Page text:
assert that supranational structures determine the nature of European integration. In reality, national and European interests merge, as sometimes vehemently chauvinistic policies have been at the same time fundamentally pro-European. A closer look at both national and European politics reveals that it is misleading to examine one without examining the other because of their increasing fusion (Mény 1996; Wessels 1997; Rosamond 1999; Chryssochoou 2001). The traces of the dichotomy between national and international politics can be seen in the most knowledgeable studies
Conclusions In this work, I set out to study the democratic stalemate in European politics through an examination of European integration as a general transformation of practices, norms and identities. I conceptualised this process as that of the structuration of an evolving, multilevelled European political field - a common space for political action composed of a relatively heterogeneous supranational level and more established national political fields - that is reinforcing specific mental and objective structures of political domination. In this process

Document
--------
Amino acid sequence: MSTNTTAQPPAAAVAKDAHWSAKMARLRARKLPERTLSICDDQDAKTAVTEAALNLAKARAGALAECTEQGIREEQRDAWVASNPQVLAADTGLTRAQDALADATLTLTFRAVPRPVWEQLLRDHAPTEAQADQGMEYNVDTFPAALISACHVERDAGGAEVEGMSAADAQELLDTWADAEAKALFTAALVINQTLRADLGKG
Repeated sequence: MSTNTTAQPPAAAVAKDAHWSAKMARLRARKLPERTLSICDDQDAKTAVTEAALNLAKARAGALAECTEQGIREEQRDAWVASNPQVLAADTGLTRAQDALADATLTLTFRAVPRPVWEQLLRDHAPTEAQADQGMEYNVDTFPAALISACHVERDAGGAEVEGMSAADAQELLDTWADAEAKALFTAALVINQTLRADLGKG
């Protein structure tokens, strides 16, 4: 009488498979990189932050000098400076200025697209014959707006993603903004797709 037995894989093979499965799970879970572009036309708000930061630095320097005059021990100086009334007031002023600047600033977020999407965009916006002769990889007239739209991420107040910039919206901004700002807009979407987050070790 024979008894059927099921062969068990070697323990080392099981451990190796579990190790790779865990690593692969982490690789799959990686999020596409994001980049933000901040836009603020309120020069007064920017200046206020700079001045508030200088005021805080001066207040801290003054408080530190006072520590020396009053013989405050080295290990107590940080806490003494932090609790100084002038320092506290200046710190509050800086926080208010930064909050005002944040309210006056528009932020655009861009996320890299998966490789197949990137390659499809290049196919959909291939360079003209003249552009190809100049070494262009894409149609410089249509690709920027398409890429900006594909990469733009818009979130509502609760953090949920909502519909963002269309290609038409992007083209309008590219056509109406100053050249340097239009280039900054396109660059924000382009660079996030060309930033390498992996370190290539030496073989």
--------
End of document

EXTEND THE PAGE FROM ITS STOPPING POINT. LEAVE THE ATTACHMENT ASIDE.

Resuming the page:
Introduction We are not in business at all; we are in politics. (Former President of the EEC Commission Walter Hallstein, quoted in Swann 1990, vii) There has been a lot of talk about the European Union's so-called 'democratic deficit', by which is meant its lack of legitimacy in the eyes of its citizens. This book provides a critical analysis of the democratic stalemate in European politics. In contrast to most studies, however, this book argues that the root of the 'democratic deficit' has more to do with the domestic political fields of the Union's member